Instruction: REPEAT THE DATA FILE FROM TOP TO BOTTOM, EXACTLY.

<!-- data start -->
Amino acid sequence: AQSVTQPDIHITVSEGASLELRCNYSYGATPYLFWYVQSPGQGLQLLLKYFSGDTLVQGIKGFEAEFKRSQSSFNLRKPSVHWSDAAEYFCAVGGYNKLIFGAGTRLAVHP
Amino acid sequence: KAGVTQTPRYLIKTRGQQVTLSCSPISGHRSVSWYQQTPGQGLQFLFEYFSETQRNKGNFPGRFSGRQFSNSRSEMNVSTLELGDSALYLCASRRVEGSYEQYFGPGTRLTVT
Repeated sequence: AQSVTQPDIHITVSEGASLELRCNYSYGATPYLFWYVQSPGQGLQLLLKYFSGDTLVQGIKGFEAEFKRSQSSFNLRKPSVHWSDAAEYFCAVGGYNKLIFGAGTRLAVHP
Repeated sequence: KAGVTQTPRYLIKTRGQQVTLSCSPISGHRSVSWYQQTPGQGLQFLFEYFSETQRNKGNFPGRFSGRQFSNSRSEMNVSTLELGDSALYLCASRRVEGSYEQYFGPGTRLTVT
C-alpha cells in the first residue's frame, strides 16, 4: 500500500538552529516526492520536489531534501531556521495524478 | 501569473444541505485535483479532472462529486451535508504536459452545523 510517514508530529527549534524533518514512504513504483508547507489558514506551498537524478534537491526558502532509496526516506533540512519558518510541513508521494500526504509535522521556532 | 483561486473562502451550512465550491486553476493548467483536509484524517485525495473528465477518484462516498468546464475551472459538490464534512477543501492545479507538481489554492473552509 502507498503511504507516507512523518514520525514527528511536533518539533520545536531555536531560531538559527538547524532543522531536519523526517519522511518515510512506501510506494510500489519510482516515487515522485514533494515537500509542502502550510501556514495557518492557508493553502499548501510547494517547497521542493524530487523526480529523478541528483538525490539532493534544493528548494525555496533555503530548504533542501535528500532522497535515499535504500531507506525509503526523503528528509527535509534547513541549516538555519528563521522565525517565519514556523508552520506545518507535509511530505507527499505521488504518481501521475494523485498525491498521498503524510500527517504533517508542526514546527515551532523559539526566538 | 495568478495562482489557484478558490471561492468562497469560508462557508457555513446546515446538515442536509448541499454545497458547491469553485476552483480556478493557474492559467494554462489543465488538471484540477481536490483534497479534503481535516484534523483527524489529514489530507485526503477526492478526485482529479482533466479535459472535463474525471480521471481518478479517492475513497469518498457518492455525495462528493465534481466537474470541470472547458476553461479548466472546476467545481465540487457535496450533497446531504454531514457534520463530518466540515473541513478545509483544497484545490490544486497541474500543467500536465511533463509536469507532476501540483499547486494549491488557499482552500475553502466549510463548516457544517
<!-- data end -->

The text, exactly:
Amino acid sequence: AQSVTQPDIHITVSEGASLELRCNYSYGATPYLFWYVQSPGQGLQLLLKYFSGDTLVQGIKGFEAEFKRSQSSFNLRKPSVHWSDAAEYFCAVGGYNKLIFGAGTRLAVHP
Amino acid sequence: KAGVTQTPRYLIKTRGQQVTLSCSPISGHRSVSWYQQTPGQGLQFLFEYFSETQRNKGNFPGRFSGRQFSNSRSEMNVSTLELGDSALYLCASRRVEGSYEQYFGPGTRLTVT
Repeated sequence: AQSVTQPDIHITVSEGASLELRCNYSYGATPYLFWYVQSPGQGLQLLLKYFSGDTLVQGIKGFEAEFKRSQSSFNLRKPSVHWSDAAEYFCAVGGYNKLIFGAGTRLAVHP
Repeated sequence: KAGVTQTPRYLIKTRGQQVTLSCSPISGHRSVSWYQQTPGQGLQFLFEYFSETQRNKGNFPGRFSGRQFSNSRSEMNVSTLELGDSALYLCASRRVEGSYEQYFGPGTRLTVT
C-alpha cells in the first residue's frame, strides 16, 4: 500500500538552529516526492520536489531534501531556521495524478 | 501569473444541505485535483479532472462529486451535508504536459452545523 510517514508530529527549534524533518514512504513504483508547507489558514506551498537524478534537491526558502532509496526516506533540512519558518510541513508521494500526504509535522521556532 | 483561486473562502451550512465550491486553476493548467483536509484524517485525495473528465477518484462516498468546464475551472459538490464534512477543501492545479507538481489554492473552509 502507498503511504507516507512523518514520525514527528511536533518539533520545536531555536531560531538559527538547524532543522531536519523526517519522511518515510512506501510506494510500489519510482516515487515522485514533494515537500509542502502550510501556514495557518492557508493553502499548501510547494517547497521542493524530487523526480529523478541528483538525490539532493534544493528548494525555496533555503530548504533542501535528500532522497535515499535504500531507506525509503526523503528528509527535509534547513541549516538555519528563521522565525517565519514556523508552520506545518507535509511530505507527499505521488504518481501521475494523485498525491498521498503524510500527517504533517508542526514546527515551532523559539526566538 | 495568478495562482489557484478558490471561492468562497469560508462557508457555513446546515446538515442536509448541499454545497458547491469553485476552483480556478493557474492559467494554462489543465488538471484540477481536490483534497479534503481535516484534523483527524489529514489530507485526503477526492478526485482529479482533466479535459472535463474525471480521471481518478479517492475513497469518498457518492455525495462528493465534481466537474470541470472547458476553461479548466472546476467545481465540487457535496450533497446531504454531514457534520463530518466540515473541513478545509483544497484545490490544486497541474500543467500536465511533463509536469507532476501540483499547486494549491488557499482552500475553502466549510463548516457544517